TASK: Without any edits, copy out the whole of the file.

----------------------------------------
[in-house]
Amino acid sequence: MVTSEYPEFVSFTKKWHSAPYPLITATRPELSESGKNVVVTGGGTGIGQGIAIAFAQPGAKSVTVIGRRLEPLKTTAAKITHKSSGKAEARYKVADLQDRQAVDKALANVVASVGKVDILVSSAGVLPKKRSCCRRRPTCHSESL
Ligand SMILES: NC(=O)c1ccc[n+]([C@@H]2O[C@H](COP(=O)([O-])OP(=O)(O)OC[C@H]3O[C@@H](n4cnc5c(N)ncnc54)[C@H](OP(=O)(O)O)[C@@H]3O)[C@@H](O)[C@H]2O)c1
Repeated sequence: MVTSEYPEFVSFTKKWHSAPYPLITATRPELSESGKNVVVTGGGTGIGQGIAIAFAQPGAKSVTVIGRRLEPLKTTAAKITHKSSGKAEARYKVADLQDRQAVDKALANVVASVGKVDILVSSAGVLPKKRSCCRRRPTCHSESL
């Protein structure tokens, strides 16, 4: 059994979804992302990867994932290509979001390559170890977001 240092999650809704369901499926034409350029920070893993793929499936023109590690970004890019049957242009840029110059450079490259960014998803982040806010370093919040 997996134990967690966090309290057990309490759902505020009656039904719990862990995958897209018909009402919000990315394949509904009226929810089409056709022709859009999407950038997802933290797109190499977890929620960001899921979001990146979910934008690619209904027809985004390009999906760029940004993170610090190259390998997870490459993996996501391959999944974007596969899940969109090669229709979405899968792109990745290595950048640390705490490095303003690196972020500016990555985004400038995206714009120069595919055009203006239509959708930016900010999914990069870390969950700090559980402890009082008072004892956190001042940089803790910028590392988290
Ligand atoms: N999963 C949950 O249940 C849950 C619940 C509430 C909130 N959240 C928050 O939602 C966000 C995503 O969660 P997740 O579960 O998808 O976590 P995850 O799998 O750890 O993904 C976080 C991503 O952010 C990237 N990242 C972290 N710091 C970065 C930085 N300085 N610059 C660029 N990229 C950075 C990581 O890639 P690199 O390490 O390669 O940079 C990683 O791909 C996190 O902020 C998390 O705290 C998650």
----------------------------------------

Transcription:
[in-house]
Amino acid sequence: MVTSEYPEFVSFTKKWHSAPYPLITATRPELSESGKNVVVTGGGTGIGQGIAIAFAQPGAKSVTVIGRRLEPLKTTAAKITHKSSGKAEARYKVADLQDRQAVDKALANVVASVGKVDILVSSAGVLPKKRSCCRRRPTCHSESL
Ligand SMILES: NC(=O)c1ccc[n+]([C@@H]2O[C@H](COP(=O)([O-])OP(=O)(O)OC[C@H]3O[C@@H](n4cnc5c(N)ncnc54)[C@H](OP(=O)(O)O)[C@@H]3O)[C@@H](O)[C@H]2O)c1
Repeated sequence: MVTSEYPEFVSFTKKWHSAPYPLITATRPELSESGKNVVVTGGGTGIGQGIAIAFAQPGAKSVTVIGRRLEPLKTTAAKITHKSSGKAEARYKVADLQDRQAVDKALANVVASVGKVDILVSSAGVLPKKRSCCRRRPTCHSESL
């Protein structure tokens, strides 16, 4: 059994979804992302990867994932290509979001390559170890977001 240092999650809704369901499926034409350029920070893993793929499936023109590690970004890019049957242009840029110059450079490259960014998803982040806010370093919040 997996134990967690966090309290057990309490759902505020009656039904719990862990995958897209018909009402919000990315394949509904009226929810089409056709022709859009999407950038997802933290797109190499977890929620960001899921979001990146979910934008690619209904027809985004390009999906760029940004993170610090190259390998997870490459993996996501391959999944974007596969899940969109090669229709979405899968792109990745290595950048640390705490490095303003690196972020500016990555985004400038995206714009120069595919055009203006239509959708930016900010999914990069870390969950700090559980402890009082008072004892956190001042940089803790910028590392988290
Ligand atoms: N999963 C949950 O249940 C849950 C619940 C509430 C909130 N959240 C928050 O939602 C966000 C995503 O969660 P997740 O579960 O998808 O976590 P995850 O799998 O750890 O993904 C976080 C991503 O952010 C990237 N990242 C972290 N710091 C970065 C930085 N300085 N610059 C660029 N990229 C950075 C990581 O890639 P690199 O390490 O390669 O940079 C990683 O791909 C996190 O902020 C998390 O705290 C998650």